There’s been a lot of reaction to Lisa Devaney’s blog earlier this week, who argued the press release is here to stay. Sam Phillips, client services director at Battenhall has other ideas.
The press release is dead. If it’s not dead someone should put it out of its misery, it has been abused for far too long.
Often too wordy, a bit boring and clunky – in its most traditional guise the press release has failed to keep up with an evolving media landscape. And it has failed to inspire a lot of journalists. Daily grumbling tweets from the biggest writers across sectors confirm this. And they do our industry no good – it’s the laziest kind of professional PR.
Given that the media are inundated with emails from PR’s, to be heard communications professionals need to think of smarter, new approaches without jeopardising the quality and consistency of the message being sent out.
With that in mind, here are my tips for how to make the press release better, as well as new ways of approaching the quest to spread a message and secure coverage.
Give them what they want
Every contact is distinct and many want to be approached in a specific way. As competition for exposure in print and online increases, thoughtful, targeted approaches make all the difference.
Some of our most valuable media contacts prefer hearing from us on Twitter and WhatsApp while some favour a short email summarising the story in no more than a couple of sentences. Know your contacts and give them what they want, when they want it. We have more access to information about them and their recent stories and interest areas than ever before.
Using this to your advantage is essential. Once interest is secured and the journalist definitely needs more information, a press release could be of value. Or you could send some bespoke information in the body of an email.
Naughty old habits
The press release as a concept still has value, but the form it takes has evolved. Habit and process have become ingrained and can often be favoured over trying new approaches. There is nothing more unhelpful, unsexy or uninspiring for example, than two pages of ‘about us’ company notes at the end of a release. This is the moment to use the mighty link and offer additional information in a concise way.
On the subject of links, go to town with them – hyperlink case studies, quotes and fantastic examples of creative work. If it’s relevant and helpful and makes your client look good, add a link. They will help keep your release short and effective.
It’s time to do away with the corporate sounding company bio and text heavy copy about your spokespeople. These are often copied and pasted in to every template press release and this sloppy approach won’t help you win the affections of the media.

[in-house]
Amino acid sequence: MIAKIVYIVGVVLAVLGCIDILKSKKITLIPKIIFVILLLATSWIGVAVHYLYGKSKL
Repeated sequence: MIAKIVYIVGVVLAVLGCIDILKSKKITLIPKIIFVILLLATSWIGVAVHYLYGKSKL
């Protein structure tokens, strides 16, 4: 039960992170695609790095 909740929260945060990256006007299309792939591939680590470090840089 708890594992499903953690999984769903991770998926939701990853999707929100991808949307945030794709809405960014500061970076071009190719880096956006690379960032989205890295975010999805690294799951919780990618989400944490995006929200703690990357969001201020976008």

Clunky and complicated
The press release is guilty of being a little clunky sometimes. It often sits as an attachment and can be found topped with a pitch that doesn’t do quite enough to show the journalist the value or relevance of the story to them.
While a punchy and concise release can be valuable, the subject box and first two sentences of your email are the vital first step. Without piquing your contact’s interest, that new product or senior hire story won’t get a look in. Short, concise tailored emails to journalists and influencers are the way to go. They help you develop relationships with the media while building the reputation of the agency you work for.
Moving away from the traditional press release format can help our industry to break bad habits. For too long, badly written releases have been fired out willy-nilly to hundreds, sometimes thousands (I saw the latter happen at a PR agency just recently) of contacts. This is spam and that is something communications professionals should never be associated with.
A well-written press release still has a role to play; it’s just that today it looks different and doesn’t always follow a standard approach. We must be prepared to let go of old, unhelpful habits.
A press release shouldn’t always be the default option for distributing news. Sometimes a handful of targeted, bespoke pitches can offer much greater value to your client.
Email isn’t always the way to go. At least half of our successful pitching begins on social media. There is less competition to be heard on social and the 140 character limitations on Twitter forces a pithy pitch. Time pressed journalist’s use this mechanic as a valuable PR filter.
A press release should never be longer than a page and ‘about us’ notes and corporate company bios offer little value to a journalist. Using links is a great way to add extra context without crowding the page.
Consistency of message is still key, as is the sign-off process. Drafting a pitch and a longer form note on your client’s news and seeking their approval is still vital. Use that copy and adapt it for each contact you approach. This will ensure your communications is consistent and relevant.
As PR professionals we should be prepared to constantly try new approaches to capture the attention of a demanding and in-demand media. It is after all our job to give them a reason to care about our news, and without that, what do we have to offer?
Sam Phillips is client services director at Battenhall